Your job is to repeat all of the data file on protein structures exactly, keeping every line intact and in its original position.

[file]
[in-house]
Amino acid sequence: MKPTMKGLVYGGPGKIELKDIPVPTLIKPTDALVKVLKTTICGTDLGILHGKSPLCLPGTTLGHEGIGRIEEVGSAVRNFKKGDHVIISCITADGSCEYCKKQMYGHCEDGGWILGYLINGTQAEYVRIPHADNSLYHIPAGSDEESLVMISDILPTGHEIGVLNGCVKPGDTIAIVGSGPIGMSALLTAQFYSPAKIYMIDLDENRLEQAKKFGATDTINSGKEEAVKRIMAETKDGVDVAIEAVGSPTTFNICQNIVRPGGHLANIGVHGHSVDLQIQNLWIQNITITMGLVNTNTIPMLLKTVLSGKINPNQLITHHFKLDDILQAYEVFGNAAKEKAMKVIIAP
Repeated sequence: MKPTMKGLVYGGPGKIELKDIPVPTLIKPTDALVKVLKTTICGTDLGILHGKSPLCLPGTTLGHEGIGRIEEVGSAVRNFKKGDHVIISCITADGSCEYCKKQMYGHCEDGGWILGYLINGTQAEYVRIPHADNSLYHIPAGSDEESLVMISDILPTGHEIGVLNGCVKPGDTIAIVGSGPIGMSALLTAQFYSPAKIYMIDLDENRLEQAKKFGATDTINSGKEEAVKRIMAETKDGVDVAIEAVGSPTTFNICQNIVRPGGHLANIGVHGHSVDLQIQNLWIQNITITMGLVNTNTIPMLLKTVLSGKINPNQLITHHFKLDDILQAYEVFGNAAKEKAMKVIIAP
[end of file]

[in-house]
Amino acid sequence: MKPTMKGLVYGGPGKIELKDIPVPTLIKPTDALVKVLKTTICGTDLGILHGKSPLCLPGTTLGHEGIGRIEEVGSAVRNFKKGDHVIISCITADGSCEYCKKQMYGHCEDGGWILGYLINGTQAEYVRIPHADNSLYHIPAGSDEESLVMISDILPTGHEIGVLNGCVKPGDTIAIVGSGPIGMSALLTAQFYSPAKIYMIDLDENRLEQAKKFGATDTINSGKEEAVKRIMAETKDGVDVAIEAVGSPTTFNICQNIVRPGGHLANIGVHGHSVDLQIQNLWIQNITITMGLVNTNTIPMLLKTVLSGKINPNQLITHHFKLDDILQAYEVFGNAAKEKAMKVIIAP
Repeated sequence: MKPTMKGLVYGGPGKIELKDIPVPTLIKPTDALVKVLKTTICGTDLGILHGKSPLCLPGTTLGHEGIGRIEEVGSAVRNFKKGDHVIISCITADGSCEYCKKQMYGHCEDGGWILGYLINGTQAEYVRIPHADNSLYHIPAGSDEESLVMISDILPTGHEIGVLNGCVKPGDTIAIVGSGPIGMSALLTAQFYSPAKIYMIDLDENRLEQAKKFGATDTINSGKEEAVKRIMAETKDGVDVAIEAVGSPTTFNICQNIVRPGGHLANIGVHGHSVDLQIQNLWIQNITITMGLVNTNTIPMLLKTVLSGKINPNQLITHHFKLDDILQAYEVFGNAAKEKAMKVIIAP